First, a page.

News Analysis: Pubs fine-tune their targeting skills

As Britain's pubs face up to the challenge of smoking bans and new licensing laws, Tom Williams examines how the major pub operators are striving to pull in the punters by targeting media messages at specific drinkers.

Ever since the publication of the Government's Public Health White Paper last autumn, the British pub industry has been on the defensive.

The document outlined proposals to ban smoking in licensed premises by 2008 - with the exception of those that do not serve food, where smoking would still be banned at the bar.

The industry had anticipated the proposals, which in theory could force punters partial to a quick drag to stay at home with a six-pack of beer.

But it had only just finished responding to the plans when, in January, the Daily Mail launched a campaign to pressure on Culture Secretary Tessa Jowell into scrapping the Licensing Act which, from November, will make it possible for pubs to stay open 24/7.

Following a similar campaign over the gambling bill, the Mail at one point claimed the support of pub chain JD Wetherspoon, though Wetherspoon subsequently called the Mail's campaign fundamentally misguided.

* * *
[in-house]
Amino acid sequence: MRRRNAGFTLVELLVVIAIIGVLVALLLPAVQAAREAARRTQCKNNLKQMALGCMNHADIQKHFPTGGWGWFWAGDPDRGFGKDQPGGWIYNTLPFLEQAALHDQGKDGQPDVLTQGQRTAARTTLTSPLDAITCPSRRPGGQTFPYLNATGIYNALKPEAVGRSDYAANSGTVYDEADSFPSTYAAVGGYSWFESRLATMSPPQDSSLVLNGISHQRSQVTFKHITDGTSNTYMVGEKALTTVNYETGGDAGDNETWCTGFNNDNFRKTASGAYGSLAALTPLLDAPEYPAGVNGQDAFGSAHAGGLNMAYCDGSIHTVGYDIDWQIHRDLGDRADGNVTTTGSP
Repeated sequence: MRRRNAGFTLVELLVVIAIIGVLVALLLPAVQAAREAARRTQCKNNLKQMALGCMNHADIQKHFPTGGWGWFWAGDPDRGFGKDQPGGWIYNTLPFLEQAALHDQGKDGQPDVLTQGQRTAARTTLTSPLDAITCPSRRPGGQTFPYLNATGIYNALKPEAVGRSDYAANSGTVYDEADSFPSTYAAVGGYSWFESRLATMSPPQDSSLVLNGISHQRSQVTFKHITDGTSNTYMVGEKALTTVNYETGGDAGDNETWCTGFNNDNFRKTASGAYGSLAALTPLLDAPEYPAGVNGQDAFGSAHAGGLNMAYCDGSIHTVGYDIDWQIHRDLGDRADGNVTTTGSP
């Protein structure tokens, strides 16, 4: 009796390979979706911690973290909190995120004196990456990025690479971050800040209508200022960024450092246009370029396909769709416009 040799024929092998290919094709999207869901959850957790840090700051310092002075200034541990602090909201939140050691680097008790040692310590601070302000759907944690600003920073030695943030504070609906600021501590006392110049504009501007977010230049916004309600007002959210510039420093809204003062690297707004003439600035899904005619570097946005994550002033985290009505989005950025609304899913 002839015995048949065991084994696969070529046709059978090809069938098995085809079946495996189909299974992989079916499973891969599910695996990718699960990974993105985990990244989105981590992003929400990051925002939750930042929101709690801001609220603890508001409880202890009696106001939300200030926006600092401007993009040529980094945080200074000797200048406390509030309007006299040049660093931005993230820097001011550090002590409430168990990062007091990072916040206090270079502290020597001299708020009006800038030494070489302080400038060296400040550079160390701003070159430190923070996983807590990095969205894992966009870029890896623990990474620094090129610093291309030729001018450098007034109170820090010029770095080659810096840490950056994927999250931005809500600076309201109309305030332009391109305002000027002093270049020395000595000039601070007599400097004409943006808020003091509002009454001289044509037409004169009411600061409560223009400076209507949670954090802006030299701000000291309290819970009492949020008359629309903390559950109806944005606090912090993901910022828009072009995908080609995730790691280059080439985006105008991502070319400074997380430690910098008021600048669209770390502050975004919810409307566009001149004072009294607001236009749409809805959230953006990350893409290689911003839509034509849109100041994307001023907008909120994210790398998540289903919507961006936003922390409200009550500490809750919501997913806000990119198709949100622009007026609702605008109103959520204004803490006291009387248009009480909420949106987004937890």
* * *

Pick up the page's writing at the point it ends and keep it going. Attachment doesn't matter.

But to varying degrees the industry had already seen the writing on the wall. Enterprise Inns, Mitchells & Butlers, Punch Pub Company, Scottish & Newcastle Pub Enterprises and Spirit Group - all members of the British Beer & Pub Association (BBPA) - have already committed to gradually banning smoking in their pubs.

The BBPA also quickly issued a survey in which it claimed the pub industry was far from champing at the bit to supply boozers round the clock (see box).

Counting the cost

Groups such as Spirit that directly manage pub brands, including the Firkin Beer Co, and Enterprise Inns, whose pubs are managed by tenanted landlords, claim that it is simply too expensive to keep a non-stop but empty bar.

As a spokesman for Wetherspoon, which manages more than 600 pubs, says: 'People don't want to spend 24 hours of their day drinking. They have better things to do.'